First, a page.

It’s no surprise that the leadership skills we develop are primarily from the school of hard knocks. Some of the world’s greatest leaders were not formally “schooled” in leadership. Rather, they grew their leadership abilities through adversity, crisis and, in many cases, true grit. Think of Princess Diana, Nelson Mandela and Howard Schultz.

But the 70:20:10 Model shouldn’t be the only tool in your leadership development arsenal. And don’t get too hung up on the specific ratios. In general, the model serves as a good reminder that employees are learning all the time. They can and should! And as we’ve discussed previously, learning through failure should be a part of this.

Growing communication skills

Nearly all good qualities in a leader—authenticity, setting expectations and more—rely on another important quality. Being a good communicator is one of the six characteristics of an effective leader that we previously identified.

IronStrike has counseled many organizations in leadership communications. Many companies simply overlook the importance of growing leadership communication skills. And yet, it doesn’t have to be difficult to learn and hone. Business author Brian Tracy says, “Communication is a skill that you can learn. It’s like riding a bicycle or typing. If you’re willing to work at it, you can rapidly improve the quality of every part of your life.

So how can having great communication skills improve leaders and their organizations? Strong communicators:

Clearly articulate expectations: Good communicators don’t speak in muddy terms. They present clear and crisp expectations. Studies show employees perform better and feel better about their work and their employer when this happens. Win-win!

Sell vision: Like setting clear expectations, good communicators can effectively sell an idea or plan. And when employees are on the same page with the vision of an organization, all boats rise. And often sales!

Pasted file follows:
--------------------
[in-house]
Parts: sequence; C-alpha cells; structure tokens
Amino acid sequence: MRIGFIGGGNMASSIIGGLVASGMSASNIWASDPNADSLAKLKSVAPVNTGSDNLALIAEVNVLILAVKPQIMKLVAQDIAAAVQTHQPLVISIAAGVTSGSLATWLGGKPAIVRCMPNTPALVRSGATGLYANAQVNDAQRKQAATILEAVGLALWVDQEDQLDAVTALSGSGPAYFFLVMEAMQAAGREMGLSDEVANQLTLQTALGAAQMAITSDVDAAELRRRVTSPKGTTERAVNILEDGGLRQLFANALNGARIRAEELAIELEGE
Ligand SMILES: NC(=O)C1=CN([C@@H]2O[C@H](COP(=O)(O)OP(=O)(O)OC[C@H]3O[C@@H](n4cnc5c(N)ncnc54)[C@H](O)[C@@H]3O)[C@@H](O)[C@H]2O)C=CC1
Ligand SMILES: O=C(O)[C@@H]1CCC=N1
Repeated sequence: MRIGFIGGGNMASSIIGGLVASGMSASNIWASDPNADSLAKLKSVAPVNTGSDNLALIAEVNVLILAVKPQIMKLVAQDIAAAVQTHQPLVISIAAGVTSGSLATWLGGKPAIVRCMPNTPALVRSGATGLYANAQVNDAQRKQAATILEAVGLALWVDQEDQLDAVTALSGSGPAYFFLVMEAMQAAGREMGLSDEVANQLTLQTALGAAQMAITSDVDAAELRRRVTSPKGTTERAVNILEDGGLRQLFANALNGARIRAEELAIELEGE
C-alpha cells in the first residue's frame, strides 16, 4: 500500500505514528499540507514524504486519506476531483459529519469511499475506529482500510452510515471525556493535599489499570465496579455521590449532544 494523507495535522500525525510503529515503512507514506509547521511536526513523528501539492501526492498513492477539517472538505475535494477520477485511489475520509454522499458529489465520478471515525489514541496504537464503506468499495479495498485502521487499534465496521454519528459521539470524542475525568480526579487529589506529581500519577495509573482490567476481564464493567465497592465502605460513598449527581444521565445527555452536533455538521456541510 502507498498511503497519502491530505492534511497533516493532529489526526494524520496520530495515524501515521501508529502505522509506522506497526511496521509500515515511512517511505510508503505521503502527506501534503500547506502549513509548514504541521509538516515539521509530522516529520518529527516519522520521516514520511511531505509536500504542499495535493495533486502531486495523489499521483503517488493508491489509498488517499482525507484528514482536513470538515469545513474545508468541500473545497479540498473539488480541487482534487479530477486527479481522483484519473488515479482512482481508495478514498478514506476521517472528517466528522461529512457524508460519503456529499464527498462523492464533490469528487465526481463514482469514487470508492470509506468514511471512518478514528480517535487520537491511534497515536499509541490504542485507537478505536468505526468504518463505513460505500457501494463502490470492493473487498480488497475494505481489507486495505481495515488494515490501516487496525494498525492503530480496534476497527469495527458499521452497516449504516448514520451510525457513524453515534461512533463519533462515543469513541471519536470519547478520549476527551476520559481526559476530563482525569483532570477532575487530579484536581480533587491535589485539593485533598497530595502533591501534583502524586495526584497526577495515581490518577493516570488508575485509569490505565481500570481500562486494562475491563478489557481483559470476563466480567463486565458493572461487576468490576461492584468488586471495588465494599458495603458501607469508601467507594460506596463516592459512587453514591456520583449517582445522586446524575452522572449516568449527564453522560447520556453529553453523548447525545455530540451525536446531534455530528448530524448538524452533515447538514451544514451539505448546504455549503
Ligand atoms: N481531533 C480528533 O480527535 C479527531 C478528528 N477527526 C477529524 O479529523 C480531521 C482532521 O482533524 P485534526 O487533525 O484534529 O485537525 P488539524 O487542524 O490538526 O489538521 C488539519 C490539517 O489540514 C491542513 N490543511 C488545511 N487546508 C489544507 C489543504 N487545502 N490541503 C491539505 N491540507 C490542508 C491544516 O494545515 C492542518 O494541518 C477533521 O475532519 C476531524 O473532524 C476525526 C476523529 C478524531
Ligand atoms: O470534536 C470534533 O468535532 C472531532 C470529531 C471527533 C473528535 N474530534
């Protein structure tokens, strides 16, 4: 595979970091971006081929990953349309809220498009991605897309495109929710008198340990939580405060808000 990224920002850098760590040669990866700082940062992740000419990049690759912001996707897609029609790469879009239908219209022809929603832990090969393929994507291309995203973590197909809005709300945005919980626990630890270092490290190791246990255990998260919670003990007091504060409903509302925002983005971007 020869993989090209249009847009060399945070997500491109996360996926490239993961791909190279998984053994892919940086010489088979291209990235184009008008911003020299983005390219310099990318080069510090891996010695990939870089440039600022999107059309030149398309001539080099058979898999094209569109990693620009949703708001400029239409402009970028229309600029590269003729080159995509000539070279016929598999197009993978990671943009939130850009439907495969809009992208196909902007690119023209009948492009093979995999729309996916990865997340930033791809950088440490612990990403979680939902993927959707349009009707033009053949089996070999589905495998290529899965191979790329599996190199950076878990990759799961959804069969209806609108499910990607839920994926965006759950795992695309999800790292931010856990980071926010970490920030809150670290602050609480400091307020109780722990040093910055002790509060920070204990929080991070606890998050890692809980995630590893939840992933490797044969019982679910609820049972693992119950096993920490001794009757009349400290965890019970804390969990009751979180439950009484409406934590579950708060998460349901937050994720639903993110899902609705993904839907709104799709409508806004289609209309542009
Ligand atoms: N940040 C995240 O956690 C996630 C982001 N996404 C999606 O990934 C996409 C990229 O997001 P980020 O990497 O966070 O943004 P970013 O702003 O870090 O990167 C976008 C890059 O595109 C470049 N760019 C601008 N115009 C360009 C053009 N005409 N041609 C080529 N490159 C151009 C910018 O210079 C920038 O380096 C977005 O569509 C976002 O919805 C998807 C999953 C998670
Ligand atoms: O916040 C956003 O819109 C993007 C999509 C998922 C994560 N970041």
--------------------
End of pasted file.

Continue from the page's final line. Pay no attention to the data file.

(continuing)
Motivate others: Good communication to and within teams is like what blood is to a body. When circulating well, it nourishes. Good communicators often inspire and motivate employees. They help teams jump hurdles that otherwise might not be possible. This builds resiliency in others, and resilient organizations.

Create trust: If a leader is open and authentic in his or her communications, when tough times hit, the leader will also get more benefit of the doubt. Why? Because they’ve been honest and open in the past and have proven themselves trustworthy.

Of course, communications is not just verbal. It’s also the non-verbals. More than 50 percent of communication is conveyed through body language. So, having the right words is only half the equation. Become conscious of your body language and ensure that what you’re saying matches your nonverbal cues.

Action items for growing leaders’ communication skills

So how can employees and rising leaders become better communicators? At IronStrike, we’re big proponents of teaching people how to fish. Here are a few helpful tips as you prepare to cast your net.

Share your key messaging map, which helps leaders identify key points they want to communicate to a specific individual or a group.

Share timely and relevant communications best practices through case studies and articles, as this helps employees see how other leaders and organizations benefit from strong communications.

Highlight internal best practices, as showing what other leaders are doing in communications can help spur momentum in other areas of the business.

Offer access to a coach, because working one-on-one with an expert can quickly speed up the process.

Summary

Growing employees’ leadership skills takes time and intention. Done well, it can support a business’ overall retention efforts. One key aspect of leadership development is improving how they communicate throughout the organization. If you want to grow your own leadership communications skills or someone on your team, give us a call.